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« Reply #3 on: May 30, 2008, 12:20:26 AM »

Thanks, JP. Basically, you just listen for all the buzzing behind the wall/siding/whatever before you cut? I only have the stethoscope option...no heat guns or borescopes here. I don't even know what a borescope is.

I found the last one a lot of fun, so I'm sure this one will be the same if I get the job.

I totally intend to take pictures, as much for me as to share. Tongue

Use your stethescope but also move your hand over the area where you think the bees are, with your eyes closed and try and feel the difference in temperature in that area, as long as the overall temps on the wall or ceiling aren't above the 80's you should be able to feel a difference in temperature.

Once the temps get high, you need a borescope. Stethescopes are nice but sometimes they can be deceiving as they can pick up too much in some circumstances and give you a false sense of where the bees are.


...JP
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hankdog1
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« Reply #4 on: June 12, 2008, 02:13:45 AM »

I'm curious to know why you would be doing the repair work after your finished.  I can see putting back as best you can but it would be my thinking the homeowner would be better off getting the repairs done by a contractor.  Unless you are one wouldn't it be best just try to seal it up as best you can and let the home owner pay someone else to do the repairs and have a release that says they won't sue over the damages getting the bees out?
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Moonshae
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« Reply #5 on: June 12, 2008, 08:09:52 AM »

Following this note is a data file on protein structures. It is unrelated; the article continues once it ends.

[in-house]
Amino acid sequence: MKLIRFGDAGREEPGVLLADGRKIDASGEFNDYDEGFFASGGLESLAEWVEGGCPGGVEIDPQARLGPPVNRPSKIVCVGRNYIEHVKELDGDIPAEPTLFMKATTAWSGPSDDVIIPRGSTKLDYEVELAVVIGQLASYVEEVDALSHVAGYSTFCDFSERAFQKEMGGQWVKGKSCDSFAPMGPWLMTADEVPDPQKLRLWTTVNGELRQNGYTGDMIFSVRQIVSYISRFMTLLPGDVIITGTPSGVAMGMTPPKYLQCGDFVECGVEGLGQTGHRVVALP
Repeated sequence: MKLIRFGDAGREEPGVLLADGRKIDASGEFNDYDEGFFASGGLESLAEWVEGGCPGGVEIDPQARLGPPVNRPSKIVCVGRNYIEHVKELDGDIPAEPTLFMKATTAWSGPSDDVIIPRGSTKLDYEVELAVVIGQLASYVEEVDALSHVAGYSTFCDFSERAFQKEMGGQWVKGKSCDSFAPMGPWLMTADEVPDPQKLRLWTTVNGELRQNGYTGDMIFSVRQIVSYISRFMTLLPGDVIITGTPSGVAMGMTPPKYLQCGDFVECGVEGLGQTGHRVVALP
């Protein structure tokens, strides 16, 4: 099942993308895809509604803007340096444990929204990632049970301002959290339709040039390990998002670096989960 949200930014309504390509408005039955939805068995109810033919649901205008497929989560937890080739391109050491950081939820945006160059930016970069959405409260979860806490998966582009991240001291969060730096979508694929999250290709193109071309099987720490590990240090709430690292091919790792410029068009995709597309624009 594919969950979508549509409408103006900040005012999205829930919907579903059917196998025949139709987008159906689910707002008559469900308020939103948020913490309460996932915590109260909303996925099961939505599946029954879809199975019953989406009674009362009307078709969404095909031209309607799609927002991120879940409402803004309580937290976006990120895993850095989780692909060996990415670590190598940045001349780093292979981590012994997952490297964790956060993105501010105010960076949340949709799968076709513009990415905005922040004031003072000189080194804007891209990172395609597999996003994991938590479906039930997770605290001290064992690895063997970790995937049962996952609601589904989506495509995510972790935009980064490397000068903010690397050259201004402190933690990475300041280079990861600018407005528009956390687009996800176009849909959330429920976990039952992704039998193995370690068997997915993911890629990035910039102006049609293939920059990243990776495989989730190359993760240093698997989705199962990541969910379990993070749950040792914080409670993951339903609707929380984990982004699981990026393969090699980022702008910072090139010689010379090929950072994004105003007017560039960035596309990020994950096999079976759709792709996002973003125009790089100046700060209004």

I wouldn't do repairs, I'm not qualified or capable. If you were referring to JP's comment about floating drywall, I suspect it was more in the nature of making things easier for the contractor who does the repair.

Besides, these people never called me, anyway.
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MollySuesHoney
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« Reply #6 on: June 12, 2008, 08:45:26 AM »

If you determine that the bees are between studs or the ceiling joists you can use an infrared thermometer to pin point them exactly, even to the extent of the outline of the comb structure.  One of them I use is a cheapo from Radio Shack.  14.95.  Works well, too. With that one you need to be no more than two feet from the surface. 

Edit:
Now I read your last line.  Oh, well.
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Lawrence Underwood

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« Reply #7 on: June 12, 2008, 10:26:16 AM »

If you determine that the bees are between studs or the ceiling joists you can use an infrared thermometer to pin point them exactly, even to the extent of the outline of the comb structure.  One of them I use is a cheapo from Radio Shack.  14.95.  Works well, too. With that one you need to be no more than two feet from the surface. 

Edit:
Now I read your last line.  Oh, well.

I like this idea. Need thermometer and vacuum by next year. yeahhh!!!
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hankdog1
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« Reply #8 on: June 12, 2008, 04:01:06 PM »

Understand about the call back thing i'm in the middle of one of those i'm talking to the person looking after the house while thier talking to the home owner.  I'm about to throw in the towel it's turning into a mess already.